A typhoon washes ashore a gigantic egg. It's soon claimed by greedy entrepreneurs who refuse to return it to its rightful owner, Mothra. Soon Godzilla arises near Nagoya, washed ashore by the same typhoon.
A newspaper and television station funded by a pharmaceutical company want a sensation, which happens to be the discovery of King Kong on an island. He is captured and brought to Japan, where he escapes from captivity and battles Godzilla.
Aliens from the mysterious Planet X, which resides on the dark side of of Jupiter, come to Earth asking its people to help them save their world from the dreaded King Ghidrah by letting them "borrow" Godzilla and Rodan. The aliens are actually planning to use the three monsters to take over our planet.Written by
Todd A. Bobenrieth <TAB146@PSUVM.EDU>
This was the first Godzilla film to use extensive stock footage from previous movies. In this case almost 2 minutes culled from MOTHRA and RODAN. The stock footage from RODAN is especially obvious , since it was filmed in academy ratio and had to be enlarged and cropped to fit the widescreen frame, which had the effect of making the footage seemed extremely grainy and moderately out of focus. See more »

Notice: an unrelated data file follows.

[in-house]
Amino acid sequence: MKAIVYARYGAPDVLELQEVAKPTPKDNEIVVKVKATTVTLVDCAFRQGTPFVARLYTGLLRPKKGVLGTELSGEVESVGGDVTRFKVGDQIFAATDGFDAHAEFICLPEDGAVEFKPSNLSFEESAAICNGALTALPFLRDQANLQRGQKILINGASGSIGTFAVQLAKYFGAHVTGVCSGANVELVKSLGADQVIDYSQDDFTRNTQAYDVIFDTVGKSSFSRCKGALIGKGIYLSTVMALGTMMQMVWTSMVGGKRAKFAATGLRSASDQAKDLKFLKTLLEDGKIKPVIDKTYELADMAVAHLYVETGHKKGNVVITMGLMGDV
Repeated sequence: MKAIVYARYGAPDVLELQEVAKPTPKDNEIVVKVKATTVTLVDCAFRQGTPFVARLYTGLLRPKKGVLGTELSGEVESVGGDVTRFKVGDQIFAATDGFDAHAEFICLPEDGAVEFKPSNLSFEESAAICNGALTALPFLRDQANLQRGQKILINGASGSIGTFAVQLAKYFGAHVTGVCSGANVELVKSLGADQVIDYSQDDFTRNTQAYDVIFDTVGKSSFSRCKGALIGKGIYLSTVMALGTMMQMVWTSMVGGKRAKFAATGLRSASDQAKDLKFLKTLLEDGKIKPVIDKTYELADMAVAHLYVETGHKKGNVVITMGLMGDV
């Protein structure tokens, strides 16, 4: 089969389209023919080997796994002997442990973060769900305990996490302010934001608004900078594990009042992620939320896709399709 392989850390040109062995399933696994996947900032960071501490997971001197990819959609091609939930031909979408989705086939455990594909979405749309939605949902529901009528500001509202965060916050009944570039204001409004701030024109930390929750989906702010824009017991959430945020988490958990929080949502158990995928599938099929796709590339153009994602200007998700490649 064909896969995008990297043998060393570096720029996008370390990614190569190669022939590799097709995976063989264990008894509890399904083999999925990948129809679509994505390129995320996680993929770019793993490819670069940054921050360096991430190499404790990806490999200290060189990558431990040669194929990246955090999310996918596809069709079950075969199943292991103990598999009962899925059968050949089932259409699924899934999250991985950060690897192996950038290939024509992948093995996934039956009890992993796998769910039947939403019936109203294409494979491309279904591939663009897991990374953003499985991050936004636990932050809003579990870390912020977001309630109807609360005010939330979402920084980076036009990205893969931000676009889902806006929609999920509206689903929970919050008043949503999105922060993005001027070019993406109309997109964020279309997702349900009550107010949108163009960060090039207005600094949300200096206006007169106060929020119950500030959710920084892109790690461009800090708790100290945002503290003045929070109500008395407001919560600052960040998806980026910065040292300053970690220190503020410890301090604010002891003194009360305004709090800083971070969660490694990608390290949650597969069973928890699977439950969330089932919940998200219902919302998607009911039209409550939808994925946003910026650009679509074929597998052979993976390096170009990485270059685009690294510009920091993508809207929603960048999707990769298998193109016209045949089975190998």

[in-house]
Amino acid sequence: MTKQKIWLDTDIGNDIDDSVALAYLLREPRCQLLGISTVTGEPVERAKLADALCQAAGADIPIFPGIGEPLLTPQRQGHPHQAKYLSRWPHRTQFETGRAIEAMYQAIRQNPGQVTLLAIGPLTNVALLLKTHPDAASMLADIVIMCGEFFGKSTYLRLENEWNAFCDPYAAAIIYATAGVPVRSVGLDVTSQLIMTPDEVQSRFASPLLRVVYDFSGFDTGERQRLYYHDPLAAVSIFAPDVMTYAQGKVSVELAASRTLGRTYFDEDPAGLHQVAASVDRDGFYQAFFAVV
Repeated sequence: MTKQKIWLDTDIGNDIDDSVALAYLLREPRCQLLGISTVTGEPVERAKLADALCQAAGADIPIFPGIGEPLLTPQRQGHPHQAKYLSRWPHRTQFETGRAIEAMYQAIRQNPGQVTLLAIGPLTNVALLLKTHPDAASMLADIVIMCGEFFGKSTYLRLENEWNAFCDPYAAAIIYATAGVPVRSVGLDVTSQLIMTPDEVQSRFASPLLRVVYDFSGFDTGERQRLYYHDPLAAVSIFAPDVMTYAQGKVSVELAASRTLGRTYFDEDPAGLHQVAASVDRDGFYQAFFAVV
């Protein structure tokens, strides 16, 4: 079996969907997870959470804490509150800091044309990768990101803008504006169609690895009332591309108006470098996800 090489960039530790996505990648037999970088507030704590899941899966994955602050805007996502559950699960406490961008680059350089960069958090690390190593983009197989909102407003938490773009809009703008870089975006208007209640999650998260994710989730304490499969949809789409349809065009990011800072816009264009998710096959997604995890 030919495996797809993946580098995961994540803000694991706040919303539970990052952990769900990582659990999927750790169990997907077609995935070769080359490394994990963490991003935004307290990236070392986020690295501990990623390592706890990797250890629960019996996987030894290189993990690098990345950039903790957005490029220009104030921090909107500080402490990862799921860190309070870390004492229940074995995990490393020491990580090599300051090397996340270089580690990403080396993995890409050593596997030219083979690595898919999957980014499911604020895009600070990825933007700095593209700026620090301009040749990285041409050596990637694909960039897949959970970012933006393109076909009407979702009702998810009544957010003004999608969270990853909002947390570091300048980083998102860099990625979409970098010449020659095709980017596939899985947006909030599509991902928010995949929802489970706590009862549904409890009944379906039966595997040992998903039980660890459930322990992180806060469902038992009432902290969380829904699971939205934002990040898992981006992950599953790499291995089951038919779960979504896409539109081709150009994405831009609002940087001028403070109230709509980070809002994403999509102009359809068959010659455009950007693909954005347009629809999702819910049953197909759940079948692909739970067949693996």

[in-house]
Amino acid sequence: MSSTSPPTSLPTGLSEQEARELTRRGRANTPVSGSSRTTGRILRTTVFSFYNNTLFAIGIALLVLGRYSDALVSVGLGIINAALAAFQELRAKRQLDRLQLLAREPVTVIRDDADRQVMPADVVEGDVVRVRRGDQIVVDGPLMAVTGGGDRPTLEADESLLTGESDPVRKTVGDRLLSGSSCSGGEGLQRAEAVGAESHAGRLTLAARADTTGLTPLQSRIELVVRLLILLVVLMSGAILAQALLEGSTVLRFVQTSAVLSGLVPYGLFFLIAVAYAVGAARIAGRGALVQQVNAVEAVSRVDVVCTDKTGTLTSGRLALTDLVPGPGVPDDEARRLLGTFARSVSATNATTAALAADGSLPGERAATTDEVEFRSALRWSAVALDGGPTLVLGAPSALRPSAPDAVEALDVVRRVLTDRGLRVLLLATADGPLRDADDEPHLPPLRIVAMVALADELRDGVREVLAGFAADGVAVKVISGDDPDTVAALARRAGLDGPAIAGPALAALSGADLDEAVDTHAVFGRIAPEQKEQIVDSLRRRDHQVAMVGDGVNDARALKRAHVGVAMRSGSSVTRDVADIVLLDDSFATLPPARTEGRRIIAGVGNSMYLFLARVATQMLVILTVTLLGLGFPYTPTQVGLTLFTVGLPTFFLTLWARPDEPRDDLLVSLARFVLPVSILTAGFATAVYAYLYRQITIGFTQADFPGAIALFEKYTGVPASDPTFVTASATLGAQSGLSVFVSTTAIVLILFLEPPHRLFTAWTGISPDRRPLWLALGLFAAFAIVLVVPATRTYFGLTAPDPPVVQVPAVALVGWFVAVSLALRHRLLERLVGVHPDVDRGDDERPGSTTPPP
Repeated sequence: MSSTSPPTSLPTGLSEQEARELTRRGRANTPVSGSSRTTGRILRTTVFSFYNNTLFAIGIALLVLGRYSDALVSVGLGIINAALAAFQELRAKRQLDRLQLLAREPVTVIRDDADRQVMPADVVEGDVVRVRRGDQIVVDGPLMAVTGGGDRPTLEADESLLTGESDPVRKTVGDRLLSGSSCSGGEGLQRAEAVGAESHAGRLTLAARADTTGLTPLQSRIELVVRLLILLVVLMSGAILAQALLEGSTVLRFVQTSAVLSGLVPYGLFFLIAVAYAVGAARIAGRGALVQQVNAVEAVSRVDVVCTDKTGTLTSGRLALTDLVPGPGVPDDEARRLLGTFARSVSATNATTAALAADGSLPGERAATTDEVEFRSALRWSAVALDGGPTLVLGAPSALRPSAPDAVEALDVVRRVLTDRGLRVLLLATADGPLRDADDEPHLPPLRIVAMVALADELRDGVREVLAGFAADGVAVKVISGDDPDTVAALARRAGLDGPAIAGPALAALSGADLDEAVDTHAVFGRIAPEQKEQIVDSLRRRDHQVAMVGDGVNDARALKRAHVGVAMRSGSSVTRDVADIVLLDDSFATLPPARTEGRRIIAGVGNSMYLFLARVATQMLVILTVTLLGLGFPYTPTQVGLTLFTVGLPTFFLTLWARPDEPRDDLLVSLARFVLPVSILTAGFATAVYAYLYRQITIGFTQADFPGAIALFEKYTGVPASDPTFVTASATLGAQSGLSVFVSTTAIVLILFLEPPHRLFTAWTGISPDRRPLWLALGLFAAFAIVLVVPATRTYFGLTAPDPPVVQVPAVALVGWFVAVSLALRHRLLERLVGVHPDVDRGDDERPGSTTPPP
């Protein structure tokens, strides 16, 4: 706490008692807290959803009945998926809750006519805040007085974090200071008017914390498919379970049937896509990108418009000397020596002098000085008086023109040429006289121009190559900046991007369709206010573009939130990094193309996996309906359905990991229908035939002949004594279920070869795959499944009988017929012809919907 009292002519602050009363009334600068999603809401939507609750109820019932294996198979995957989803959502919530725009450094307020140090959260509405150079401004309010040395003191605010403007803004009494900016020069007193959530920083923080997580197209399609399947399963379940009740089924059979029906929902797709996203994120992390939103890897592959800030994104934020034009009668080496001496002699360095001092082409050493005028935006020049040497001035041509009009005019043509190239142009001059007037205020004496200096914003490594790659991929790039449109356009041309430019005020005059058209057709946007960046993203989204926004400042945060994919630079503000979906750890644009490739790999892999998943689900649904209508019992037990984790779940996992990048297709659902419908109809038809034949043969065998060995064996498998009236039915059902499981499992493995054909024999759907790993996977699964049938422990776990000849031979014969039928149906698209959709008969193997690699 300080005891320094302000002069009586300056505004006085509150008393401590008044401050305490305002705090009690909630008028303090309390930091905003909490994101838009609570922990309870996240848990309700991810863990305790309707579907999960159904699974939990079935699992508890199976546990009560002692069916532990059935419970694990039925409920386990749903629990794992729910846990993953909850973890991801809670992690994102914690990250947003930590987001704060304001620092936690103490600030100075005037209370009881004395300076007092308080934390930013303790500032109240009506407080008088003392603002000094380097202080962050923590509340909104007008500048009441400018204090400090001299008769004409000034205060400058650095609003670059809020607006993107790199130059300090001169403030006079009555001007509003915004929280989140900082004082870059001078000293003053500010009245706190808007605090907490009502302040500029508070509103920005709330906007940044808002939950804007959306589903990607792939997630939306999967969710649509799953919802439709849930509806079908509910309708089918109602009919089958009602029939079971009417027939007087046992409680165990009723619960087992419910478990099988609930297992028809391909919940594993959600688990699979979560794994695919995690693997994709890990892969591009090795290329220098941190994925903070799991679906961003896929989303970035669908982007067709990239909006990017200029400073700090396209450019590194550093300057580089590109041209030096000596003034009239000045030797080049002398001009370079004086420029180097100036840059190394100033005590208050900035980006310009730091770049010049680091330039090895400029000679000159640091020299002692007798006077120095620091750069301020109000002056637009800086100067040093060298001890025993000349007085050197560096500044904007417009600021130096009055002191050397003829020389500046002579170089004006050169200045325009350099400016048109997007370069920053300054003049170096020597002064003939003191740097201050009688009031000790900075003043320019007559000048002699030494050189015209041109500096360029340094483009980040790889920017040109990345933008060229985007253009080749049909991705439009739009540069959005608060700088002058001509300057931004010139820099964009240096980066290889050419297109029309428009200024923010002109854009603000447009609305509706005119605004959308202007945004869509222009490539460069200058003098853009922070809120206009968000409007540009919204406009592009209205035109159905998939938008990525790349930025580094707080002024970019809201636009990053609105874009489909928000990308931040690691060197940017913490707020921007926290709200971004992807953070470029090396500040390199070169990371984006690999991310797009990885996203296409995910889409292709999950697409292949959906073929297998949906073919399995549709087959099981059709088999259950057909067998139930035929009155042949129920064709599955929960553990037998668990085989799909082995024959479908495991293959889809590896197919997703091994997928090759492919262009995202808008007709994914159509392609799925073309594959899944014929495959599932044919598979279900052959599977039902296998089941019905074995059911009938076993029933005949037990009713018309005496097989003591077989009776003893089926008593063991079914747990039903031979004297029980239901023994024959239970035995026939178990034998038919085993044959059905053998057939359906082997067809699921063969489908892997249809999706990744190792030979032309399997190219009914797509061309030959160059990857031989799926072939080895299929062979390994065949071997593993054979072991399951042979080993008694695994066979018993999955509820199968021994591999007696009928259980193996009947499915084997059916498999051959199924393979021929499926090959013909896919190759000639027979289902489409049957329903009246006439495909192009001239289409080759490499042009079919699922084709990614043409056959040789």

In one of the shots of the tanks firing at Godzilla and Rodan, a "glass" window in the background keeps wobbling as if made of a sheet of thin plastic. See more »
Dear Glenn: When you receive this letter I shall have been eliminated for disobeying the directives of our computers. But I have no regrets. With you I have found a love beyond all computation.
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In the American version, Godzilla's victory dance on Planet X included stomping sound effects whenever he landed. In the Japanese version, there are no sound affects except for his roars. See more »
The other day I found this movie at a nearby video shop by chance. Contrary to my anticipation, I found this movie quite fun. The movie I saw was in Japanese and Nick Adams' voice was dubbed, but his acting was pretty good, though he pulled up his pants a lot.
This brought me good memories of Mr. Adams. As a kid about ten years old at that time, my father (who was the USA representative for Toho and manager of the Toho La Brea Theatre) and I went to the LA airport to see him off. He was going to Japan to take this movie. He was very friendly and relaxed, he was with his wife and his little boy, he looked very happy and energetic. I remember asking him, Mr. Adams, how are fight scenes taken in movies? He replied with a nice big smile and with a fighting gesture, we really fight and punch! Gasshou! meaning I join my palms together for Mr. Adams and for my late father.
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